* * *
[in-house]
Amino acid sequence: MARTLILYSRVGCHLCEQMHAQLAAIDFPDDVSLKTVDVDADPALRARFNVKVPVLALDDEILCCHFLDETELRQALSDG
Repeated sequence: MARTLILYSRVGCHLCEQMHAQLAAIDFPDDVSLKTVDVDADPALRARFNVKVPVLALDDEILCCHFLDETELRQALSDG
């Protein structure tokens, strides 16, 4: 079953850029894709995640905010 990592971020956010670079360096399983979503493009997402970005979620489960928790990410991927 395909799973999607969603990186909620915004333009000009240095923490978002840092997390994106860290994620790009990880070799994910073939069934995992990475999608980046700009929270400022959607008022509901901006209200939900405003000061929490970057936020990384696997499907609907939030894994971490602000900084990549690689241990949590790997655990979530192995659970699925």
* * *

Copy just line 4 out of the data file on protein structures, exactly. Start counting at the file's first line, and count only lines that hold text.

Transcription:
């Protein structure tokens, strides 16, 4: 079953850029894709995640905010 990592971020956010670079360096399983979503493009997402970005979620489960928790990410991927 395909799973999607969603990186909620915004333009000009240095923490978002840092997390994106860290994620790009990880070799994910073939069934995992990475999608980046700009929270400022959607008022509901901006209200939900405003000061929490970057936020990384696997499907609907939030894994971490602000900084990549690689241990949590790997655990979530192995659970699925």